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Republicans' Brutal New Poll Numbers Could Actually Be Much More Brutal

Chip Somodevilla/Getty Images News

This evening’s NBC/WSJ survey was absolutely brutal for Republicans. The president’s approval rating is up, more voters blamed Republicans for the shutdown than did in 1995, and the GOP’s favorability slipped to its lowest level in the history of the NBC/WSJ survey. But there was one question where the numbers weren’t catastrophically bad for Republicans. Unfortunately for Democrats, it’s the single most important gauge of how the Republicans might fare in the midterms.

The generic ballot question measures whether voters want Republicans or Democrats to control Congress, and it correlates strongly with the outcome of national congressional elections. Before the shutdown, polls showed Democrats and Republicans deadlocked in the low-forties, which would have easily allowed Republicans to retain control of the House, or even allowed Republicans to gain seats. Last night’s NBC/WSJ poll showed Democrats faring much better, ahead by 8 points, 47-39—a 5 point improvement from their last survey, when Democrats led 46-43.

Unlike those surveys about “blame” or those polls from PPP and Gallup, an 8 point Democratic advantage on the generic ballot cannot be dismissed. That’s inching into the danger zone—the area where we can entertain the possibility of Democrats taking control of the House.

But an 8 point edge doesn’t make a Democratic takeover likely. Far from it. The House playing field is tilted so heavily in the GOP’s direction that Democrats will probably need a double-digit edge to take back the House.

The 2006 midterm election, when Democrats gained picked up 30 Republican-held seats, is a helpful illustration. In October 2006, two NBC/WSJ surveys showed Democrats with a massive 15 point edge, 52-37. But that 30 seat gain was heavily dependent on lean-Democratic turf: Democrats won ten of 18 Republican-held districts with a Cook PVI of D+2 or greater. The remaining 20 seats came from districts that tilted Republican and a handful of Republicans facing ethical challenges, like Tom Delay.

But in 2014, Democrats won’t have as many opportunities. There are only two Republican-held districts with a Cook PVI of D+2 or greater. There are also fewer Republican-held districts with a PVI of “even” or R+1. So if Democrats do as well in 2014 as they did in 2006, they’ll gain far fewer seats, simply because the best pick-up opportunities are already held by Democrats. Or put differently: without eight or nine pick-ups in lean-Democratic districts, a 2006-esque wave would only barely get the Democrats over the 17 seat threshold they need to take back the House in 2014.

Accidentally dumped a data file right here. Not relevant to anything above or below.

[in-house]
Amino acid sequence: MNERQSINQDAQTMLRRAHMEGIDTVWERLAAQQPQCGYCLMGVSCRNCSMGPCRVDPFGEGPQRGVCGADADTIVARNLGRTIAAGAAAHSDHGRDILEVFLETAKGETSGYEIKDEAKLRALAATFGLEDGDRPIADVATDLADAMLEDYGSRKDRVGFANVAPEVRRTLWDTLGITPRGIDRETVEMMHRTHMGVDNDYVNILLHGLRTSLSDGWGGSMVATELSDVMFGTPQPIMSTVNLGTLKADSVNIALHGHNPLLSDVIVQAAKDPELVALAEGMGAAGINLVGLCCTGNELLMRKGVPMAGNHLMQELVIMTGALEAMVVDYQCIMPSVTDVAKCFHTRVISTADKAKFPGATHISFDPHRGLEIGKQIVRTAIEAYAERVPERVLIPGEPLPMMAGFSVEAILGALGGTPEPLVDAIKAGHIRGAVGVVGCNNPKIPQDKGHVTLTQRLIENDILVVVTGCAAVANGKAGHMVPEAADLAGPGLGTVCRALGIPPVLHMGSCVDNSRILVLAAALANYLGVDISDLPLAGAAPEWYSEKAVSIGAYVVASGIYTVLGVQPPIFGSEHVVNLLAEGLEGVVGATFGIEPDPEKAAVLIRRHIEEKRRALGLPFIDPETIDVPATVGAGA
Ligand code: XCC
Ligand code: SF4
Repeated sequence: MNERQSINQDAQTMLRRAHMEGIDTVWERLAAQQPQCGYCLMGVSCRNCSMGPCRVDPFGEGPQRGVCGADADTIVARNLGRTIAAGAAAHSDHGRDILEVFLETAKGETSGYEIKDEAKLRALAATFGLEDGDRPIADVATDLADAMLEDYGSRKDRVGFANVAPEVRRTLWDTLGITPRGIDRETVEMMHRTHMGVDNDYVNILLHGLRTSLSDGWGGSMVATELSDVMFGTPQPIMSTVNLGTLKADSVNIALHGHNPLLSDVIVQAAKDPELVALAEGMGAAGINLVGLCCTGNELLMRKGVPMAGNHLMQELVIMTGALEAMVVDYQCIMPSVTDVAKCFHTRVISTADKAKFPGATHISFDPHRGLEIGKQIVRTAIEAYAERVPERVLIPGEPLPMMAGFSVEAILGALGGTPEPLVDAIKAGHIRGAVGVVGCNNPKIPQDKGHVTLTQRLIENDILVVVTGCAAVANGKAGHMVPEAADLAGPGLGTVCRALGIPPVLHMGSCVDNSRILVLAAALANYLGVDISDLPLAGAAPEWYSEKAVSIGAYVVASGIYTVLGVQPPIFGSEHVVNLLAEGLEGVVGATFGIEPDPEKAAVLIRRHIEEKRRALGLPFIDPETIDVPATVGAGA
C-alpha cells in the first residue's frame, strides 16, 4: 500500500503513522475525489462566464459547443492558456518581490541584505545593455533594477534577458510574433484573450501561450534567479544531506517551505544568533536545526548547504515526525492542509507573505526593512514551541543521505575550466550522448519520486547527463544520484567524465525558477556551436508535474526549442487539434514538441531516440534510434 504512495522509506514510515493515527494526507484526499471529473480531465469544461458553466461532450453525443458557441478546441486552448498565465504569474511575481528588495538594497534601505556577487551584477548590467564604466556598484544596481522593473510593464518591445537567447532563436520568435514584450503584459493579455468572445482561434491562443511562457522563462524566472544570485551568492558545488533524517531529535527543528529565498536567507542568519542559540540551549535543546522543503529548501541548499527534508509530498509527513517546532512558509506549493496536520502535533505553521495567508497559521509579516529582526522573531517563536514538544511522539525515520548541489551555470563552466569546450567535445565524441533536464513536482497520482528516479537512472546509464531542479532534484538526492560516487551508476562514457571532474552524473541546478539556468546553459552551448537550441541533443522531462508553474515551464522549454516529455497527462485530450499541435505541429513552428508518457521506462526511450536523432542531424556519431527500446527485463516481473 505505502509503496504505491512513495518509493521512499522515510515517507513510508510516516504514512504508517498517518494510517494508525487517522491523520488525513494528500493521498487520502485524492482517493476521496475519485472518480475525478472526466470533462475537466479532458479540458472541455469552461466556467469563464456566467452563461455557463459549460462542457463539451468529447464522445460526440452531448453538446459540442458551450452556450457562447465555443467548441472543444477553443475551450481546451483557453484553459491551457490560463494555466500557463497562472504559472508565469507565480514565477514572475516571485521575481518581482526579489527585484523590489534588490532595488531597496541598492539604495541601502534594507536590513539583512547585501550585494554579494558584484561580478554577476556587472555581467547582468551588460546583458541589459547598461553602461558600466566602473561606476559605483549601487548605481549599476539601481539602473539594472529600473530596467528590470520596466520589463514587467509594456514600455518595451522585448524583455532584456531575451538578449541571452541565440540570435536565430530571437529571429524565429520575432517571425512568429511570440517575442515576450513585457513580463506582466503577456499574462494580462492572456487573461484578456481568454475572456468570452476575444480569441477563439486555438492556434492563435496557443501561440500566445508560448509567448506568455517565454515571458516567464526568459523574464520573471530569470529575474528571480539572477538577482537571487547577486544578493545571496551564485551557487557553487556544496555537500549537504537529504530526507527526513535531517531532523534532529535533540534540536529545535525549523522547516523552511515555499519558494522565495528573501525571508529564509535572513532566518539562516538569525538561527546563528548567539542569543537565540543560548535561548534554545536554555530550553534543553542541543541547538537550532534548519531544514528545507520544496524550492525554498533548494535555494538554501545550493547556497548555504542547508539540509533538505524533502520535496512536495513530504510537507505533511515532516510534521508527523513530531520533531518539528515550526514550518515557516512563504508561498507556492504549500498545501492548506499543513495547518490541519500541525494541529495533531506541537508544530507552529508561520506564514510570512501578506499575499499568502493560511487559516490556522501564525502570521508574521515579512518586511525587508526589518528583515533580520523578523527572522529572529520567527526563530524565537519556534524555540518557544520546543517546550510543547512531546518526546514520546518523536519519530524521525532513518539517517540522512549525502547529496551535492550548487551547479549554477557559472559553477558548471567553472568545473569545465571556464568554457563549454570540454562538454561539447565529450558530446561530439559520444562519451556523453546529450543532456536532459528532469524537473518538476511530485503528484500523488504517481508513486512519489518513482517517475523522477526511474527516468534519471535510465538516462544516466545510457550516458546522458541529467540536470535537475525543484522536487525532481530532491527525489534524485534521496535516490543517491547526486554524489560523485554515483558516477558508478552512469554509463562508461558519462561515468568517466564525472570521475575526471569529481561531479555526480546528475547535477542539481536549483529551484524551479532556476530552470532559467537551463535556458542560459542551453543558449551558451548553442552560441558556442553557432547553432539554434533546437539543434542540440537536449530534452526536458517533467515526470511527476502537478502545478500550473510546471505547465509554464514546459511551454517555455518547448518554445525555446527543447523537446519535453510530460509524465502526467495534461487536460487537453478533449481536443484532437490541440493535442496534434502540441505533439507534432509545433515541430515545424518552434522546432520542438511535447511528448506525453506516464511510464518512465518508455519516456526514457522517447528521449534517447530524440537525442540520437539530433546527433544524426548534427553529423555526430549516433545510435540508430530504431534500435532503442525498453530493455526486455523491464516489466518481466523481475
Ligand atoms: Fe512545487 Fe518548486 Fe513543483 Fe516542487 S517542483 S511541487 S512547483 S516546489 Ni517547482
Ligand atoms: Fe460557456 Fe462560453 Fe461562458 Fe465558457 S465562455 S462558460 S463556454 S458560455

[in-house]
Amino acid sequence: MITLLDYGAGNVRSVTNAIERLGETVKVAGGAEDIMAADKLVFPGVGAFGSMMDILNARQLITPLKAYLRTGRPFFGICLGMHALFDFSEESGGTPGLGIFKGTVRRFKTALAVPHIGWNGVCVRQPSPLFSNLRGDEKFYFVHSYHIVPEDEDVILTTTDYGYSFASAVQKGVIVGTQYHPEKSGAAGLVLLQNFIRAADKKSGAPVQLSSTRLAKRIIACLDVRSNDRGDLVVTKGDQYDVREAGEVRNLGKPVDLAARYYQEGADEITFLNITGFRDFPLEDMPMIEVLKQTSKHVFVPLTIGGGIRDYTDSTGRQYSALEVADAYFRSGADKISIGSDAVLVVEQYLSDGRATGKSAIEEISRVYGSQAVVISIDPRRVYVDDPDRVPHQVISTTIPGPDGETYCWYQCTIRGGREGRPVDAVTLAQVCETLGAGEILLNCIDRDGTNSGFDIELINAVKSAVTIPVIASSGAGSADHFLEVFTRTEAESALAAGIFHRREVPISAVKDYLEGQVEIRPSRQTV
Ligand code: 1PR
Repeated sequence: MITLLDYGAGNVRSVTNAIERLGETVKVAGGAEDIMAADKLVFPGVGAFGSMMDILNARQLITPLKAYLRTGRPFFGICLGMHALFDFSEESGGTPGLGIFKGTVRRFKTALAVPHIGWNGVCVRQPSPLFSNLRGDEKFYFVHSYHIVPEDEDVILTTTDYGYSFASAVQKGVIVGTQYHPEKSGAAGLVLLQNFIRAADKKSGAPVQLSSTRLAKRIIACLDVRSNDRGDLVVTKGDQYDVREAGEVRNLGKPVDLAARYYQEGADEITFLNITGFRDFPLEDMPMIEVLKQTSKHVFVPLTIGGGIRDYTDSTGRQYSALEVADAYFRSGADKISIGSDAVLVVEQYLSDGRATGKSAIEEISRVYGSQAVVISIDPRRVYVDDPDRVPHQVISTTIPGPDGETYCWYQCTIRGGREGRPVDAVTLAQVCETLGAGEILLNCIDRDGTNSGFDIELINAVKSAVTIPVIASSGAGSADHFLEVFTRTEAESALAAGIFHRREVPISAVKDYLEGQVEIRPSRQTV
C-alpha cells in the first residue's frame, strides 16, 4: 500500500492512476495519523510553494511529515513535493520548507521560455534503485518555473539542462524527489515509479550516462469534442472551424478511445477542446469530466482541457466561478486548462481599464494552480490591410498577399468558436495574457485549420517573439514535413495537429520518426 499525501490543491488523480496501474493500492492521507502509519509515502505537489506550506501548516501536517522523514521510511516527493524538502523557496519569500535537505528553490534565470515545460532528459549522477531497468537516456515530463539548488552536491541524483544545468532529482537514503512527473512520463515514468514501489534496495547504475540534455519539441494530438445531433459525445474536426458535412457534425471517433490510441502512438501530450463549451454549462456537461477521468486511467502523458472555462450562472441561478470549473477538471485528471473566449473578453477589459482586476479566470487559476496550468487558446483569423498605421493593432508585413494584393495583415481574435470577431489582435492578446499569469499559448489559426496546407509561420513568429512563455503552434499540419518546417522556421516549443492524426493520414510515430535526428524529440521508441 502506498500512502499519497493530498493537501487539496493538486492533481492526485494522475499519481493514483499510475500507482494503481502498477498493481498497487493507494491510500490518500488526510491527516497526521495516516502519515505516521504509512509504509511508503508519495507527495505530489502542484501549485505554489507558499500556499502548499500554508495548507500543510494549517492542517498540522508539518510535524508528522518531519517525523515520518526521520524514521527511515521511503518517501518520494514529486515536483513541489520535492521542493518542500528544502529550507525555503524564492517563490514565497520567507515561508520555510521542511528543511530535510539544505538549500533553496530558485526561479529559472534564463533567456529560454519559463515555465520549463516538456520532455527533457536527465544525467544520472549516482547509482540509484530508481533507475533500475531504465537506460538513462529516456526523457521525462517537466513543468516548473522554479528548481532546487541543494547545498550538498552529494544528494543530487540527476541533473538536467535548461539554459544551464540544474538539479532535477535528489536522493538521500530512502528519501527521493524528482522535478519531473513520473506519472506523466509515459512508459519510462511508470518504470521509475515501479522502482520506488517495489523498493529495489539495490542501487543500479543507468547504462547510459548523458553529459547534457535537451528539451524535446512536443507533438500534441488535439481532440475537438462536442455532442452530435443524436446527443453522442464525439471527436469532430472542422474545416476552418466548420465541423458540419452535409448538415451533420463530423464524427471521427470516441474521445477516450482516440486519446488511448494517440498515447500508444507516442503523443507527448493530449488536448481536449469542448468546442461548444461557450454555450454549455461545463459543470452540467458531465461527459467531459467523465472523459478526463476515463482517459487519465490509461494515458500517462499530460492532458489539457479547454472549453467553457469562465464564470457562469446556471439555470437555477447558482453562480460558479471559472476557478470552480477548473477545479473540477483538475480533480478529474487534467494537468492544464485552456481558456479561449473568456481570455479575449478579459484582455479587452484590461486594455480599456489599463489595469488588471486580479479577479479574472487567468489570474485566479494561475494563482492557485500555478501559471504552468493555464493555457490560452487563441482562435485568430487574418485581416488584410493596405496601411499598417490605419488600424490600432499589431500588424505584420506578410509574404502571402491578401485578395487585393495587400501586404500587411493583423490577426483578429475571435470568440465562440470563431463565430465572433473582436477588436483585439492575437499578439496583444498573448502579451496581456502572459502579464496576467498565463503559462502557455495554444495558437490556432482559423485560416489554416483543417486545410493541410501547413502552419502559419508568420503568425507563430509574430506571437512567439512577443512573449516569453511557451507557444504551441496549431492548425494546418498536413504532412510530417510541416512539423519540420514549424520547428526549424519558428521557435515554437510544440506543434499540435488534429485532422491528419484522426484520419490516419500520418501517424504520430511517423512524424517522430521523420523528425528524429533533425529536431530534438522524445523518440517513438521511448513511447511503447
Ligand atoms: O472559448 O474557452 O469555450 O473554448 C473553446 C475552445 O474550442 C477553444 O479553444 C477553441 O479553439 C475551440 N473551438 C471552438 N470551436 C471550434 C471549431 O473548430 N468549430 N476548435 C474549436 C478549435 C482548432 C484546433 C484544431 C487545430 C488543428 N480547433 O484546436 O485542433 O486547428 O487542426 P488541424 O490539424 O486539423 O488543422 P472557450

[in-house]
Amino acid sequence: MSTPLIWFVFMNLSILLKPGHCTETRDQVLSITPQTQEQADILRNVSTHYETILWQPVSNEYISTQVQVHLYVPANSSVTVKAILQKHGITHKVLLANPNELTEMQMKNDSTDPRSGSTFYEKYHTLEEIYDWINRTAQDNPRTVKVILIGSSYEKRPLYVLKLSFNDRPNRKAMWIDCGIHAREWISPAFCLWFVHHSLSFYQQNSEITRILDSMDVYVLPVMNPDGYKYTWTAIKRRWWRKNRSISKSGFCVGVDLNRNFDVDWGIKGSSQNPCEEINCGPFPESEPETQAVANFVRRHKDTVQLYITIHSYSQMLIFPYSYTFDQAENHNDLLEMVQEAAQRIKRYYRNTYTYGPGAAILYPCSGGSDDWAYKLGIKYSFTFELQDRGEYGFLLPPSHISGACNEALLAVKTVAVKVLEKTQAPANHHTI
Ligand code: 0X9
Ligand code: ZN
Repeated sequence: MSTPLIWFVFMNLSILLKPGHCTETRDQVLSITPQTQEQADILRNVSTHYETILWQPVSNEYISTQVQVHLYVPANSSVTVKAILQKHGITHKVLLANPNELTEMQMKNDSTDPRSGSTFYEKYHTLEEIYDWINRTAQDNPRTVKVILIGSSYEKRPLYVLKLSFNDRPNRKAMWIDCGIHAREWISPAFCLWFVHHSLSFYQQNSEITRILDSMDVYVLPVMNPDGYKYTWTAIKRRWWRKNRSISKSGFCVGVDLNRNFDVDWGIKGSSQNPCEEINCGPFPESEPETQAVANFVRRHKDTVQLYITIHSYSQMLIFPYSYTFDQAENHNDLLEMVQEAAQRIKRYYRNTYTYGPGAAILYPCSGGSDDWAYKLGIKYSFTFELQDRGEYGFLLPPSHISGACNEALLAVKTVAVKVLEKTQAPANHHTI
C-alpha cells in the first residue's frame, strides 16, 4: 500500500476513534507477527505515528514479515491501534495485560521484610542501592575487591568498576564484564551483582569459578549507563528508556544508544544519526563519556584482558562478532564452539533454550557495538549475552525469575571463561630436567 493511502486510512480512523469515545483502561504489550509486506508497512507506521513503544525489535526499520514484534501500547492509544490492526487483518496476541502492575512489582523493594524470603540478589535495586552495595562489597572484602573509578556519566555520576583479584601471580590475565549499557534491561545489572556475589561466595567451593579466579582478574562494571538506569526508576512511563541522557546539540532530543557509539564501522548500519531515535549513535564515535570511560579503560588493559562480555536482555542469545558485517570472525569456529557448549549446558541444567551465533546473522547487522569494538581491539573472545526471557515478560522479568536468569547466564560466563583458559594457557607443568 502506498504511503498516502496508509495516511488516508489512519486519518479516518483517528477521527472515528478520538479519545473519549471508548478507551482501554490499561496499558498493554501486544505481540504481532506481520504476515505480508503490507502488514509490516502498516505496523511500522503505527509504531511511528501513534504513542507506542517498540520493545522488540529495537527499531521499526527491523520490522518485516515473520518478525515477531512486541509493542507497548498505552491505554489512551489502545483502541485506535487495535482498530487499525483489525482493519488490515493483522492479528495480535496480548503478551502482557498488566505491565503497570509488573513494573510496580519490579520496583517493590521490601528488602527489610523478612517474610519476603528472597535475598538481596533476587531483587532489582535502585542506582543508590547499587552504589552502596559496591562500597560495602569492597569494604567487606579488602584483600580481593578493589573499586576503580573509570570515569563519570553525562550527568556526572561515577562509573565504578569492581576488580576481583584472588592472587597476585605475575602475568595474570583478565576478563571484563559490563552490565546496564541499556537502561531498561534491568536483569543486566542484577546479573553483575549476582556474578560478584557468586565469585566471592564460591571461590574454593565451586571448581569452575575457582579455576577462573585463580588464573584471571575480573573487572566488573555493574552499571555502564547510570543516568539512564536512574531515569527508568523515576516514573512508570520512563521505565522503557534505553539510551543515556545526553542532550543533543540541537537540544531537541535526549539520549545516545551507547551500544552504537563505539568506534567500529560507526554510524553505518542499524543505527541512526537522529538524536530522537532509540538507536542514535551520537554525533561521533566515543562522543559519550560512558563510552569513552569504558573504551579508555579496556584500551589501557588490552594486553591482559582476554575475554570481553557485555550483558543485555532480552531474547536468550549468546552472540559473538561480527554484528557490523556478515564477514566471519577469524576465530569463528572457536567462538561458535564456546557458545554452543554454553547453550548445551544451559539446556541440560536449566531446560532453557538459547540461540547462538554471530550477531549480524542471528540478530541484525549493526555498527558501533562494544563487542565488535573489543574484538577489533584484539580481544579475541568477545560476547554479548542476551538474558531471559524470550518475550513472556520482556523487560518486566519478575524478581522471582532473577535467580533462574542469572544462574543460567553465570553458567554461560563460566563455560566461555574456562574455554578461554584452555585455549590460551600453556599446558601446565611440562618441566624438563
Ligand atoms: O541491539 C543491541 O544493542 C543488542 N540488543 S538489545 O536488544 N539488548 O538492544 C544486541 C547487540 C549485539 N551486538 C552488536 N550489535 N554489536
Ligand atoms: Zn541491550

The lack of GOP exposure to a Democratic wave is why Alan Abramowitz of Emory University calculates that Democrats need an advantage of about 13 points to retake the House in 2014. His model estimates that an 8-point advantage would result in a Democratic gain of about 8 seats—less than half of the number necessary to retake the House. I'm not sure whether I agree with those numbers (I'm unsure about the linearity), but it's close enough.

And the other polling doesn’t point toward a big double digit Democratic advantage on the generic ballot, either. Quinnipiac and Democracy Corps, two well-respected live interview surveys, put the Democrats ahead by 9 and 4 points, respectively. Once again, these figures trail the double digit margins held by Democrats in Quinnipiac and Democracy Corps surveys from October 2006.

Later surveys might find the Democrats building an even larger lead. If so, the possibility that Democrats will take back the House should be taken even more seriously. But how much better can it really get for Democrats? Isn’t this a moment of historic revulsion at the GOP? If Democrats aren’t generating a huge lead in the generic ballot now, when will they?

Even without asserting that the shutdown is the GOP’s nadir, there are other reasons to question whether today’s Democratic advantage will endure for the next 13 months. Political scientists have found that the Democratic-edge in the generic ballot tends to fade over the year before an election. That might be especially true in 2014, since the economic fundamentals and the president’s approval rating aren’t exactly consistent with huge Democratic gains. Perhaps that's why NBC/WSJ shows more Republicans switching to undecided than actual Democratic gains. In this political environment and with an incumbent Democratic president, it's hard to imagine too many Republican-leaners voting for a Democratic House.

And just think about all that’s transpired over the last thirteen months. The election, the fiscal cliff, Newtown, immigration, the sequester, the IRS, NSA, Syria, and now a government shutdown. If the last 13 months are any indication, the shutdown could be a distant memory in November 2014.